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Built in the 1920s, this stately home is the last remaining residence owned by Louisiana Governor and U.S. Senator, Huey P. Long (1893-1938). The house is privately owned today but it can be easily seen from the road. It is a good example of late 19th and early 20th century architecture. Long only lived here from 1832, after his term as governor, until 1938 when he was assassinated. The house was added to the National Register of Historic Places in 1980.

  • The Huey P. Long Mansion was built in the 1920s.
  • Huey P. Long
Long, a champion of the common and populism, was a controversial figure in Louisiana and the rest of the country. He was ardently against big banks and rich elites. He favored and implemented redistributive government programs—an effort he called "Share Our Wealth"—such as building roads and bridges, expanding educational opportunities, and improving access to healthcare. Not only did he strongly believe in these causes, he was very vocal about them. As governor, was able to consolidate his power to prevent pushback from his political opponents. He survived several assassination attempts and beefed up his personal security. Tragically, he was still shot on September 8 in the state capitol building and died two days later of his wounds.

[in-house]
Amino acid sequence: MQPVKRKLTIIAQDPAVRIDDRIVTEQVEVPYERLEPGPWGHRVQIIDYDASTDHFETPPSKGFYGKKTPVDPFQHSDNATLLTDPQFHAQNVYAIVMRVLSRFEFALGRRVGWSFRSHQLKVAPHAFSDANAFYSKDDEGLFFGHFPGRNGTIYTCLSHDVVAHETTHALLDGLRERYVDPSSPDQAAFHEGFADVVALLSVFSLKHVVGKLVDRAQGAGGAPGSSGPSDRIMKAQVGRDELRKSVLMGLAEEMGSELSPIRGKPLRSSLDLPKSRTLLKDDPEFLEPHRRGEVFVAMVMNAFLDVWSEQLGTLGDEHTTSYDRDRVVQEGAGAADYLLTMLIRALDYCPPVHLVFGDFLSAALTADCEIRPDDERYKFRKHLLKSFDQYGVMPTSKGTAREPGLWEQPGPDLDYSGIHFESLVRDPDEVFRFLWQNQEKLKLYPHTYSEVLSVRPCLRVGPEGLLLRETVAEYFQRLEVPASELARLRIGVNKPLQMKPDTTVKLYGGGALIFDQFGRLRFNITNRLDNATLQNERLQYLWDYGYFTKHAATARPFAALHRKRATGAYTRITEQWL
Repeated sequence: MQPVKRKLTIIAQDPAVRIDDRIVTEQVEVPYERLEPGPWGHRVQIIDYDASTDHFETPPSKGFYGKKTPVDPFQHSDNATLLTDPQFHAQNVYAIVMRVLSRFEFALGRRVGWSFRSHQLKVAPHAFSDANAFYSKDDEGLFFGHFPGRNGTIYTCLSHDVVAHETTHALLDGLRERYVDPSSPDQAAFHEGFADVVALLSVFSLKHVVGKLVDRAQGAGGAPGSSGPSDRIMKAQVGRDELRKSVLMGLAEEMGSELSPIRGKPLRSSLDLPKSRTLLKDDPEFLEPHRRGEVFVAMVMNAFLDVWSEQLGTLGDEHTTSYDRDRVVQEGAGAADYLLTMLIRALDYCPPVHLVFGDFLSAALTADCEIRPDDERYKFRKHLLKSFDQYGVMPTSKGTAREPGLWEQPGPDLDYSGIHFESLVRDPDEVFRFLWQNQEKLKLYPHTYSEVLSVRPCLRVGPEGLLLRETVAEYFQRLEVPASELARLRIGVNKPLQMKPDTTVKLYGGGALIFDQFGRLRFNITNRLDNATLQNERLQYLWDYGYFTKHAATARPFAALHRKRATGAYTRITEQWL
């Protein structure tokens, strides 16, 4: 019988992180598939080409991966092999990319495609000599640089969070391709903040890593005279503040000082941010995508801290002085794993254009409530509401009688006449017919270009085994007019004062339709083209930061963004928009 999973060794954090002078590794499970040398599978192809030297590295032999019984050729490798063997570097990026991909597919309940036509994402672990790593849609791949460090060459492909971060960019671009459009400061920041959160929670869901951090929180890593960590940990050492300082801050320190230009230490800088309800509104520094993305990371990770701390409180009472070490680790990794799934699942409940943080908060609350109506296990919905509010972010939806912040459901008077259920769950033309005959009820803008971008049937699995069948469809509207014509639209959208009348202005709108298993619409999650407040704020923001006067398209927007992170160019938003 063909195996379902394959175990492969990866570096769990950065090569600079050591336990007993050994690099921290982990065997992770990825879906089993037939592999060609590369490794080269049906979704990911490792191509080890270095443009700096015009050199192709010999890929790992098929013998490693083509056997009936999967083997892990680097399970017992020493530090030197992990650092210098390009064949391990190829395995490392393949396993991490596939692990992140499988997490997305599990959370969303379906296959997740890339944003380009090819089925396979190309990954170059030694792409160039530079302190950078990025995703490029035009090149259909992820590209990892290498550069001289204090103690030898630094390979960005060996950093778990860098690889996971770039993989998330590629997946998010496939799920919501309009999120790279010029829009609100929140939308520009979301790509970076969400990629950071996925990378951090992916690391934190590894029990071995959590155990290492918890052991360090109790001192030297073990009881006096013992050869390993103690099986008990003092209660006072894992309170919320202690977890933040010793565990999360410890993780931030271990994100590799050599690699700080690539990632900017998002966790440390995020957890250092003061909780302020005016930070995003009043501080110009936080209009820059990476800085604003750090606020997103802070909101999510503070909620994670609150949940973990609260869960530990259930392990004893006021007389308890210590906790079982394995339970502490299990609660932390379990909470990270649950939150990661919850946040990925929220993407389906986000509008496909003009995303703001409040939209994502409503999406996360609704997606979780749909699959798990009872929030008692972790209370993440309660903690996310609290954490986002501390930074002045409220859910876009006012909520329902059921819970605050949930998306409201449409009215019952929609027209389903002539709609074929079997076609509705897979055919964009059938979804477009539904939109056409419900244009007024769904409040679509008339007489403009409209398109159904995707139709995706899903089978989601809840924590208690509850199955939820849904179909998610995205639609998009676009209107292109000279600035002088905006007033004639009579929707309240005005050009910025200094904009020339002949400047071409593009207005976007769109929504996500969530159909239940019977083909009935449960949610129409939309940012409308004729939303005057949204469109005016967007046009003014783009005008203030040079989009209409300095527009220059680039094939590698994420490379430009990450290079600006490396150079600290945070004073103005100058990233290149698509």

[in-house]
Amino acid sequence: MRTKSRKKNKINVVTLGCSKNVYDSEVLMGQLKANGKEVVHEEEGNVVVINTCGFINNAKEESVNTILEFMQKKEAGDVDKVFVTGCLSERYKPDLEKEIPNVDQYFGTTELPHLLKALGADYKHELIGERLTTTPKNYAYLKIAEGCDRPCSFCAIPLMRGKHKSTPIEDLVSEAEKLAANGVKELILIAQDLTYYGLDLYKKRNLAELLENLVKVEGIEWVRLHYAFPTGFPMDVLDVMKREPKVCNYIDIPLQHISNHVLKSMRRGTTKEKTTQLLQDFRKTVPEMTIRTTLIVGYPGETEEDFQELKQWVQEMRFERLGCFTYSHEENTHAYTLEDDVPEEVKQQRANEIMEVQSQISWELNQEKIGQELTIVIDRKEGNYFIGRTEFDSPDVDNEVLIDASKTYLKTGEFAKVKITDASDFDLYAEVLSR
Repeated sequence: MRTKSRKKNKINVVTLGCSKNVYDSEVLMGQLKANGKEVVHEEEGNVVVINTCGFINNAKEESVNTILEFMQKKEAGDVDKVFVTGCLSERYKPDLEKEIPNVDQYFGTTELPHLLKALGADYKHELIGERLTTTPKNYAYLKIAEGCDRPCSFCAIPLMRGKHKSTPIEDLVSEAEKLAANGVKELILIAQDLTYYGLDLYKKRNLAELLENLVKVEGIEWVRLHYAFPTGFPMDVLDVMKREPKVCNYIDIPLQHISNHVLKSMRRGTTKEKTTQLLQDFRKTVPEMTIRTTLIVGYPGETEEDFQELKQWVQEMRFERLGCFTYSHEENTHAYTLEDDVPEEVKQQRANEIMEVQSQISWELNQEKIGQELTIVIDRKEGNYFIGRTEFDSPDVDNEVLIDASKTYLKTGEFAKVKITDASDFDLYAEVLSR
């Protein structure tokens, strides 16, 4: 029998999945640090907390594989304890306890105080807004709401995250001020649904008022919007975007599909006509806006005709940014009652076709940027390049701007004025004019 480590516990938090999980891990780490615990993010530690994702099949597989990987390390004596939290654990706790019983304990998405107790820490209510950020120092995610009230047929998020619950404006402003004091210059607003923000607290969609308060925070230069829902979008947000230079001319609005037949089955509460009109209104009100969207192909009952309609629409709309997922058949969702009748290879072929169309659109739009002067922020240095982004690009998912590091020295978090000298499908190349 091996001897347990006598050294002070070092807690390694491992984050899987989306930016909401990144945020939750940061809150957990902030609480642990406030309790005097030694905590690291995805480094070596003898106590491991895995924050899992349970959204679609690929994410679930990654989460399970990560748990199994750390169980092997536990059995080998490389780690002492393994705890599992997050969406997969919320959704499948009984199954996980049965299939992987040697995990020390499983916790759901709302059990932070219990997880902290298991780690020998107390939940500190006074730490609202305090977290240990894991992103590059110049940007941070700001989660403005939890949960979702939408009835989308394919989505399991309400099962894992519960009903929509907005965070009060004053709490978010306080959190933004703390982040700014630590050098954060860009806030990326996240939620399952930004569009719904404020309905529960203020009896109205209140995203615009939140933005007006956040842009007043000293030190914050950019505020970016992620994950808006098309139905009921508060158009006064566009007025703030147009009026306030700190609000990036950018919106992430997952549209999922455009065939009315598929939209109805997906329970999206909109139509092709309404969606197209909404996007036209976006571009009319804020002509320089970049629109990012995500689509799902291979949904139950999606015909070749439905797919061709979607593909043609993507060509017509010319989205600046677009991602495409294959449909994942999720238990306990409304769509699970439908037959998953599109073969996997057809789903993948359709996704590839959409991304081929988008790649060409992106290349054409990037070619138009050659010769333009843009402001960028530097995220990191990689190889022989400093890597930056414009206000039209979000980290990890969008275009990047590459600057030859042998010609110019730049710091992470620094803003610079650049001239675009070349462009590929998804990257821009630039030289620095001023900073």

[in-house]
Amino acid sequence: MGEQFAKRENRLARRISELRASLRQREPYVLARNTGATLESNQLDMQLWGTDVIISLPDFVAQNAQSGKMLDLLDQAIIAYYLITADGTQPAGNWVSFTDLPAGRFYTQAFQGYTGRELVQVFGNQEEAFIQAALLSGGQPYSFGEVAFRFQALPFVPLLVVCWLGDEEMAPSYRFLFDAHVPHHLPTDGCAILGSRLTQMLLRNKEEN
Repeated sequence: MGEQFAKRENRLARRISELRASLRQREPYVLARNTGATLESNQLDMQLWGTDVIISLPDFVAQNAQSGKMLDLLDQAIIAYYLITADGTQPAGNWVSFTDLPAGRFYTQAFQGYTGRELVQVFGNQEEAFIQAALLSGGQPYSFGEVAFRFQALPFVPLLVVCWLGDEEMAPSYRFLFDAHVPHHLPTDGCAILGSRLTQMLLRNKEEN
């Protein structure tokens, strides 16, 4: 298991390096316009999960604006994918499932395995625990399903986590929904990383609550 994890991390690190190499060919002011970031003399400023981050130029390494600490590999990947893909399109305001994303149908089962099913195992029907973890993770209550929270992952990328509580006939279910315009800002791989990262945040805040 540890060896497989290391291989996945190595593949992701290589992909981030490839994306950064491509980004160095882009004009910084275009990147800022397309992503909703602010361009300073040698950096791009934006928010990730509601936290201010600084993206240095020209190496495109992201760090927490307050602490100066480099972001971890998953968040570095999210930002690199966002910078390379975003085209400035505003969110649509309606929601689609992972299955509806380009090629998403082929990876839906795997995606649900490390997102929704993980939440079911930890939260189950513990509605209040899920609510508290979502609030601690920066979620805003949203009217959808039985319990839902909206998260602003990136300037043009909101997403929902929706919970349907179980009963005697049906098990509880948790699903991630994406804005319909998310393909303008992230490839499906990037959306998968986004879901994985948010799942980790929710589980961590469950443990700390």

"Huey P. Long Mansion." National Register of Historic Places Database: Louisiana Office of Cultural Development, Division of Historic Preservation. 1980.
*Note: This document was either written for or taken from the National Register of Historic Places Nomination Form, which has not been digitized as of 2017.

"Life & Times — Introduction." Accessed January 23, 2017.

Photos: Wikimedia Commons